HARLEM, Manhattan (PIX11) — Their names were cleared two decades ago for horrendous crimes that took place in Central Park in 1989 for which they’d been wrongfully convicted.

On Monday, the Exonerated Five — the five men falsely charged with the rape, assault, and attempted murder of a jogger — returned to the park to see a new chapter of their lives set in stone, literally.  

A stone gate into Central Park was named to honor them, and all other people who’ve been wrongly accused and punished. The men, once known as the Central Park Five, were the guests of honor at the unveiling and dedication of the Gate of the Exonerated. 

State Sen. Cordell Cleare was one of the emcees of the event, at which she honored Yusef Salaam, Raymond Santana, and Kevin Richardson, along with their two friends Korey Wise and Antron McCray, who weren’t able to attend.

“Today we are making history,” she said, as she convened the late morning gathering near the part of the park where the crimes took place. The teens ended up serving sentences ranging from six to eleven years behind bars, even though they didn’t commit the crimes.

“We’re all here today because of mistakes made by my office,” said Manhattan District Attorney Alvin Bragg. He went on to call those mistakes, made under then-D.A. Robert Morgenthau, “injustices.”

Former state assemblymember and New York County Democratic Party Chair Keith Wright was the other emcee of the event. He led the gathering in exclaiming the change in how the honorees are referred to now. 

“The Central Park Five, which is now known, say it with me,” he declared, as the audience joined in, “the Exonerated Five!”

The attendees’ list included a who’s who of Manhattan and New York City civic affairs, including Rep. Adriano Espaillat, Manhattan Borough President Mark Levine, Rev. Al Sharpton, and many others.

Mayor Eric Adams said that the city honors the men and their overcoming adversity. 

“We want to give you a key not only to unlock this gate,” the mayor said, “but a key to the city, because you represent all of us.”

The ceremony climaxed with the three of the five — Richardson, Santana, and Salaam — addressing the hundreds who had gathered. Santana said that returning to the park had been too painful to bear for him, even after he became a father.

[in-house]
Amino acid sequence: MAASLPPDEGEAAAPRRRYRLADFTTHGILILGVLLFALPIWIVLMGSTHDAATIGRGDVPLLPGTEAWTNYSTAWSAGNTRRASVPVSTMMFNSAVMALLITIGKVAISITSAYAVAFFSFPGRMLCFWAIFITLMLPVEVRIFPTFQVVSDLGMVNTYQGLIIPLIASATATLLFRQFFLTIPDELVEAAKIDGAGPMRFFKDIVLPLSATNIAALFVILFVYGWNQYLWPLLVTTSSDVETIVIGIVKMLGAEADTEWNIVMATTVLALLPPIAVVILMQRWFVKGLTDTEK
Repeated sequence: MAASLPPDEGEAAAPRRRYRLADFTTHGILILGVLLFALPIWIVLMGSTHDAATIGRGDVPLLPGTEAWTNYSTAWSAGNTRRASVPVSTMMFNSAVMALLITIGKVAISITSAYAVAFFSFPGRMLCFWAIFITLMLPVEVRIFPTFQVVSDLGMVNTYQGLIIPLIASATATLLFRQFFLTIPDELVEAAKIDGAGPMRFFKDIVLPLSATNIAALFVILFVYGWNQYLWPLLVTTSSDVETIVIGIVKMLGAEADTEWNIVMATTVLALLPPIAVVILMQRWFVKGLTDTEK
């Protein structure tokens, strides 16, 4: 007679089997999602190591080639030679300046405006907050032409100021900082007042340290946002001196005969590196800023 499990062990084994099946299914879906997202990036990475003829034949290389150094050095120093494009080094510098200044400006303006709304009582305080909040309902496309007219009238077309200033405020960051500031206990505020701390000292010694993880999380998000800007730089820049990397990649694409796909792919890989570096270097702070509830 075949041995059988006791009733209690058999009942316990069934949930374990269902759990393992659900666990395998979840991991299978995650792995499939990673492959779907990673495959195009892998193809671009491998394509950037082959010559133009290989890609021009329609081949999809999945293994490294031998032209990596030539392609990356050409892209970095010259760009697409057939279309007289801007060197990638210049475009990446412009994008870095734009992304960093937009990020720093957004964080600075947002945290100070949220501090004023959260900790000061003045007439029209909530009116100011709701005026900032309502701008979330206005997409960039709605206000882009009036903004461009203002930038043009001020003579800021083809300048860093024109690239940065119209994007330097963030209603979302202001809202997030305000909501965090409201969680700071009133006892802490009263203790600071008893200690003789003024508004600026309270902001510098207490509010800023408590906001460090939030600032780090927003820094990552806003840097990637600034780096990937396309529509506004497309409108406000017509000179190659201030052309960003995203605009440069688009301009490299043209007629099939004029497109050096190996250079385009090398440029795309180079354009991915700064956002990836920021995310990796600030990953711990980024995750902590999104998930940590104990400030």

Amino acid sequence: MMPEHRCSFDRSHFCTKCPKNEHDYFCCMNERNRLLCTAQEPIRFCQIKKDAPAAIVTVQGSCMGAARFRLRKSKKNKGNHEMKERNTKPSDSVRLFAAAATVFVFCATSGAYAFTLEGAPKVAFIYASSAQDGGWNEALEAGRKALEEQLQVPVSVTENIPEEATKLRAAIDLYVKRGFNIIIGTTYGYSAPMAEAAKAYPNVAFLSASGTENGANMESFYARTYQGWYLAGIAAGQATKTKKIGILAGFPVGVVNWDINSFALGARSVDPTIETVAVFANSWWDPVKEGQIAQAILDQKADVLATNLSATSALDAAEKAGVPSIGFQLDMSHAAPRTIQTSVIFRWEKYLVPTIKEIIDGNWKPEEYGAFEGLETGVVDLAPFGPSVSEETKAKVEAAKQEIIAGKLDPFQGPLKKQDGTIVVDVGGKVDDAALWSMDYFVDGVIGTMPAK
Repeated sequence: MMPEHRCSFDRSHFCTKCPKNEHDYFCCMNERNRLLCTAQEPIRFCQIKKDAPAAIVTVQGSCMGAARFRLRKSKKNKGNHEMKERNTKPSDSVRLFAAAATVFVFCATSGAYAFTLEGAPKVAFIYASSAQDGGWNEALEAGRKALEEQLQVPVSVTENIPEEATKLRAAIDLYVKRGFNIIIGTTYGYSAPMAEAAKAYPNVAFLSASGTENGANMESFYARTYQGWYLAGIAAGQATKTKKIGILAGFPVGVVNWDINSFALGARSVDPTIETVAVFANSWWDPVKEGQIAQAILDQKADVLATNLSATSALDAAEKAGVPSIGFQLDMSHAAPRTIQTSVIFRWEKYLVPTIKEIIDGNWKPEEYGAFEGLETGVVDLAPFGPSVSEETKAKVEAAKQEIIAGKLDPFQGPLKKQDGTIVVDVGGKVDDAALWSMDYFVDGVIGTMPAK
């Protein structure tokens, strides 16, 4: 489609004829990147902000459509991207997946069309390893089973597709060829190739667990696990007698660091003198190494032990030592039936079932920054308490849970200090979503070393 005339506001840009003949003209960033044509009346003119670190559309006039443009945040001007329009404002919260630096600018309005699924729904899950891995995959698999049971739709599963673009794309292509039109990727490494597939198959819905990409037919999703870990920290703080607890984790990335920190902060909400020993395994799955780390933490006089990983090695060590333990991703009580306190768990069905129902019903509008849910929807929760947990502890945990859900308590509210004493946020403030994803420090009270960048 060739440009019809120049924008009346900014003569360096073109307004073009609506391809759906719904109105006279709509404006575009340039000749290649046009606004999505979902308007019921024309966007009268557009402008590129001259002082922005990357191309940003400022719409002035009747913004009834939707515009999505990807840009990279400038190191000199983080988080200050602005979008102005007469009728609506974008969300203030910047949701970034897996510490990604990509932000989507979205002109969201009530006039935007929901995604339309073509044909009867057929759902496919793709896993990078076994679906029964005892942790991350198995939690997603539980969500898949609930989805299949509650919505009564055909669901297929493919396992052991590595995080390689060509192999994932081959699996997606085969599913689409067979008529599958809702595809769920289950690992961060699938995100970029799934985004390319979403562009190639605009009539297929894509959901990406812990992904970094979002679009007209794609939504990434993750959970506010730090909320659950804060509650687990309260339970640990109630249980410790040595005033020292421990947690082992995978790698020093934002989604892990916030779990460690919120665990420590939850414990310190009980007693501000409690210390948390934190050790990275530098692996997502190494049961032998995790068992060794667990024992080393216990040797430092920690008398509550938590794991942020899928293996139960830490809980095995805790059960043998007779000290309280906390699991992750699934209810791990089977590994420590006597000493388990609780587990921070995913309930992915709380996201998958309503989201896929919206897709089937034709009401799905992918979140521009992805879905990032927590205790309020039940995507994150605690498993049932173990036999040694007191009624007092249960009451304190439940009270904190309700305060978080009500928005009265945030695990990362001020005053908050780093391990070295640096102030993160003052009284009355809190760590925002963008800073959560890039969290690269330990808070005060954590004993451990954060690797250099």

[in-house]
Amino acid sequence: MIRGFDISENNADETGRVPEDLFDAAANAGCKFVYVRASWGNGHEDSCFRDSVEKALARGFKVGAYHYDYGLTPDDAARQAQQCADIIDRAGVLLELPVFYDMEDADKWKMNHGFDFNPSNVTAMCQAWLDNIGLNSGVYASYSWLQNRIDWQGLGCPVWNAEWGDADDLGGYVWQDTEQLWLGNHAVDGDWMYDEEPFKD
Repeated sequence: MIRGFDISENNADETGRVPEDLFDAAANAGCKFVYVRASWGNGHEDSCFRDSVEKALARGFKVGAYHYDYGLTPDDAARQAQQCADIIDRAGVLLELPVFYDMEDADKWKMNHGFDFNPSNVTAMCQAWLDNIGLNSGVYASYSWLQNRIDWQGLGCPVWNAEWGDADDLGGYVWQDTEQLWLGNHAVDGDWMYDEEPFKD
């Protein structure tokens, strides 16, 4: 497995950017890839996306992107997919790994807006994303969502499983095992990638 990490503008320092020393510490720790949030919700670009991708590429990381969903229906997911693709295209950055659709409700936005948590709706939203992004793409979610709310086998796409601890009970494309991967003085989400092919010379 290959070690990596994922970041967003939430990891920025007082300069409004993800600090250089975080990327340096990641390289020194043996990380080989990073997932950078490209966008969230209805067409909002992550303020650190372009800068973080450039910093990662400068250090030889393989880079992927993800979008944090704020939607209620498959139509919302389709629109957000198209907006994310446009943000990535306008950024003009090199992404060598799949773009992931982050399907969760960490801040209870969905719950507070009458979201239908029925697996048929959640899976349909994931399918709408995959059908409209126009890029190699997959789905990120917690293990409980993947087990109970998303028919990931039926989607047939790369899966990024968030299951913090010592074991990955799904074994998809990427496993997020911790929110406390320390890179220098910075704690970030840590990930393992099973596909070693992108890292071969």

“After exoneration, she was born, and I never came to the park,” he said. “Today is the first day that I really enter into the park, and I bring my daughter with me.”

After making comments at the ceremony, the men walked the 50 yards or so to the park entrance, on 110th Street, between Fifth Avenue and Malcolm X Blvd.

On the way, they were flanked by their many supporters, many of whom had helped to ensure that the actual criminal’s confession and DNA linking him to the crime got the men’s names cleared. The three men thanked their families, friends, and supporters on their way to the gate. 

When they arrived, the etched stone sign was covered with a velvet cloth.

The men counted down, and removed the cloth, while the crowd cheered the unveiling of the five-feet-long engraved sign that read, “Gate of the Exonerated.”

Santana called it unbelievable.

“I’m gonna touch it, I’m gonna feel it, I want to make sure it’s real,” he said. 

Richardson said that while he and his lifelong friends were honored on Monday, the gate is about more than just them. 

“It goes beyond the Exonerated Five,” he said. “I know we’re the poster boys for it. [but] It’s for everyone who’s been done wrongfully.” 

Salaam acknowledged that it was a very emotional day, as well as a gratifying one. 

“You want to cry, you want to yell, you want to scream,” he said,  but you have to be thankful, because you were used [by God] to bring about this moment.”